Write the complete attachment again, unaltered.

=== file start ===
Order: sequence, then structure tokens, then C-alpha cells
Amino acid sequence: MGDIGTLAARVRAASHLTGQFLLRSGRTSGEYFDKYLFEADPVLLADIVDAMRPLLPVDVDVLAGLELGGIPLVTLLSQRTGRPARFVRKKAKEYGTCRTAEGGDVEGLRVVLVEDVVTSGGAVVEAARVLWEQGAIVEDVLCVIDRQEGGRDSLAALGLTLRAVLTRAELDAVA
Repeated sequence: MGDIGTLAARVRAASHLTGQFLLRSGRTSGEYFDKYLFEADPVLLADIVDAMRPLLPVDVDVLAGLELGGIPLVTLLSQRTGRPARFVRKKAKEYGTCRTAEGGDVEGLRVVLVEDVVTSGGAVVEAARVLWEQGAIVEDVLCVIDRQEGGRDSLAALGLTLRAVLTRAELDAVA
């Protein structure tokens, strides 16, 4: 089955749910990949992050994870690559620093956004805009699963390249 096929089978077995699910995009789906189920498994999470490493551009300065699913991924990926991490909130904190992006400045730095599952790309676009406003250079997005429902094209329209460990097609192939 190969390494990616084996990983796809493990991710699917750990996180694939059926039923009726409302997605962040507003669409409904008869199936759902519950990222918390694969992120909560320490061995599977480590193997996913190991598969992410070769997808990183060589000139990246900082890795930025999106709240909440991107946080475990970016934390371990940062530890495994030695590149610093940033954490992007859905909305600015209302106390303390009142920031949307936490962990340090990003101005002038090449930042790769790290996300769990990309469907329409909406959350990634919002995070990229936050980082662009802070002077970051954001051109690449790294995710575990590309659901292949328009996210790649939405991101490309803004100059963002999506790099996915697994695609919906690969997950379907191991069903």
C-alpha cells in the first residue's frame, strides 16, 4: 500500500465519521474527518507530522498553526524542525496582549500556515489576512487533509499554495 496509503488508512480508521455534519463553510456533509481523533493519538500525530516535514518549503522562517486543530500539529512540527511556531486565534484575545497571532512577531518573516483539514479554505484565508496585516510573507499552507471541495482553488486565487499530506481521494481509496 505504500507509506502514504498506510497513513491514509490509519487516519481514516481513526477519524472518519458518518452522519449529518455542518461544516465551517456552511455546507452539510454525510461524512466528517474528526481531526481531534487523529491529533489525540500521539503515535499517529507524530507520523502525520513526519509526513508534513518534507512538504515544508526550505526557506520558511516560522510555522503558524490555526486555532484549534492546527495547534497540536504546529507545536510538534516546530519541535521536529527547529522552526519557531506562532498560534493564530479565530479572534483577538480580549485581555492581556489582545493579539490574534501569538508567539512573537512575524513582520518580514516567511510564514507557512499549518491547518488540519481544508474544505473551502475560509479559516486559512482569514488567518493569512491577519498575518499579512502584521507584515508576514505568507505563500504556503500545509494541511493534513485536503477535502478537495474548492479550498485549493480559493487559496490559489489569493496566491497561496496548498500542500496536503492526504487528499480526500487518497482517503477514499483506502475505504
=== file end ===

Order: sequence, then structure tokens, then C-alpha cells
Amino acid sequence: MGDIGTLAARVRAASHLTGQFLLRSGRTSGEYFDKYLFEADPVLLADIVDAMRPLLPVDVDVLAGLELGGIPLVTLLSQRTGRPARFVRKKAKEYGTCRTAEGGDVEGLRVVLVEDVVTSGGAVVEAARVLWEQGAIVEDVLCVIDRQEGGRDSLAALGLTLRAVLTRAELDAVA
Repeated sequence: MGDIGTLAARVRAASHLTGQFLLRSGRTSGEYFDKYLFEADPVLLADIVDAMRPLLPVDVDVLAGLELGGIPLVTLLSQRTGRPARFVRKKAKEYGTCRTAEGGDVEGLRVVLVEDVVTSGGAVVEAARVLWEQGAIVEDVLCVIDRQEGGRDSLAALGLTLRAVLTRAELDAVA
């Protein structure tokens, strides 16, 4: 089955749910990949992050994870690559620093956004805009699963390249 096929089978077995699910995009789906189920498994999470490493551009300065699913991924990926991490909130904190992006400045730095599952790309676009406003250079997005429902094209329209460990097609192939 190969390494990616084996990983796809493990991710699917750990996180694939059926039923009726409302997605962040507003669409409904008869199936759902519950990222918390694969992120909560320490061995599977480590193997996913190991598969992410070769997808990183060589000139990246900082890795930025999106709240909440991107946080475990970016934390371990940062530890495994030695590149610093940033954490992007859905909305600015209302106390303390009142920031949307936490962990340090990003101005002038090449930042790769790290996300769990990309469907329409909406959350990634919002995070990229936050980082662009802070002077970051954001051109690449790294995710575990590309659901292949328009996210790649939405991101490309803004100059963002999506790099996915697994695609919906690969997950379907191991069903």
C-alpha cells in the first residue's frame, strides 16, 4: 500500500465519521474527518507530522498553526524542525496582549500556515489576512487533509499554495 496509503488508512480508521455534519463553510456533509481523533493519538500525530516535514518549503522562517486543530500539529512540527511556531486565534484575545497571532512577531518573516483539514479554505484565508496585516510573507499552507471541495482553488486565487499530506481521494481509496 505504500507509506502514504498506510497513513491514509490509519487516519481514516481513526477519524472518519458518518452522519449529518455542518461544516465551517456552511455546507452539510454525510461524512466528517474528526481531526481531534487523529491529533489525540500521539503515535499517529507524530507520523502525520513526519509526513508534513518534507512538504515544508526550505526557506520558511516560522510555522503558524490555526486555532484549534492546527495547534497540536504546529507545536510538534516546530519541535521536529527547529522552526519557531506562532498560534493564530479565530479572534483577538480580549485581555492581556489582545493579539490574534501569538508567539512573537512575524513582520518580514516567511510564514507557512499549518491547518488540519481544508474544505473551502475560509479559516486559512482569514488567518493569512491577519498575518499579512502584521507584515508576514505568507505563500504556503500545509494541511493534513485536503477535502478537495474548492479550498485549493480559493487559496490559489489569493496566491497561496496548498500542500496536503492526504487528499480526500487518497482517503477514499483506502475505504